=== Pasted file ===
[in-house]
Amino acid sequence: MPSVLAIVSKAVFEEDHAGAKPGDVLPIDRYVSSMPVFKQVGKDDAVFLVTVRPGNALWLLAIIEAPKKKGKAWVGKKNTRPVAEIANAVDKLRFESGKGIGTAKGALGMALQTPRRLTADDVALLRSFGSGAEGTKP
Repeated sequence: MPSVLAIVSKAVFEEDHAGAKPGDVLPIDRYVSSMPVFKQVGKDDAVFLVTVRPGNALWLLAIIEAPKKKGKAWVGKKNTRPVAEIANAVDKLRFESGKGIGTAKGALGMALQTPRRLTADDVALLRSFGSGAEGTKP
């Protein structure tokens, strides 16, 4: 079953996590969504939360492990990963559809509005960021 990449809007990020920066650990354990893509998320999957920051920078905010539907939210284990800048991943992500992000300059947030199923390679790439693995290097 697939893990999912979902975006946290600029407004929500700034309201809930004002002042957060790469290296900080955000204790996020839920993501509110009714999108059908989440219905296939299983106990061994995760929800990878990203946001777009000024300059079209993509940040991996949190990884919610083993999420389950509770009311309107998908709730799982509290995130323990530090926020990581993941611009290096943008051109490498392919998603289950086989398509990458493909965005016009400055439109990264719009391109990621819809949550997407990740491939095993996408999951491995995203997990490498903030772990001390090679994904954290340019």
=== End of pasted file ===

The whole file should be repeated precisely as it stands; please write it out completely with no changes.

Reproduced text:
[in-house]
Amino acid sequence: MPSVLAIVSKAVFEEDHAGAKPGDVLPIDRYVSSMPVFKQVGKDDAVFLVTVRPGNALWLLAIIEAPKKKGKAWVGKKNTRPVAEIANAVDKLRFESGKGIGTAKGALGMALQTPRRLTADDVALLRSFGSGAEGTKP
Repeated sequence: MPSVLAIVSKAVFEEDHAGAKPGDVLPIDRYVSSMPVFKQVGKDDAVFLVTVRPGNALWLLAIIEAPKKKGKAWVGKKNTRPVAEIANAVDKLRFESGKGIGTAKGALGMALQTPRRLTADDVALLRSFGSGAEGTKP
């Protein structure tokens, strides 16, 4: 079953996590969504939360492990990963559809509005960021 990449809007990020920066650990354990893509998320999957920051920078905010539907939210284990800048991943992500992000300059947030199923390679790439693995290097 697939893990999912979902975006946290600029407004929500700034309201809930004002002042957060790469290296900080955000204790996020839920993501509110009714999108059908989440219905296939299983106990061994995760929800990878990203946001777009000024300059079209993509940040991996949190990884919610083993999420389950509770009311309107998908709730799982509290995130323990530090926020990581993941611009290096943008051109490498392919998603289950086989398509990458493909965005016009400055439109990264719009391109990621819809949550997407990740491939095993996408999951491995995203997990490498903030772990001390090679994904954290340019």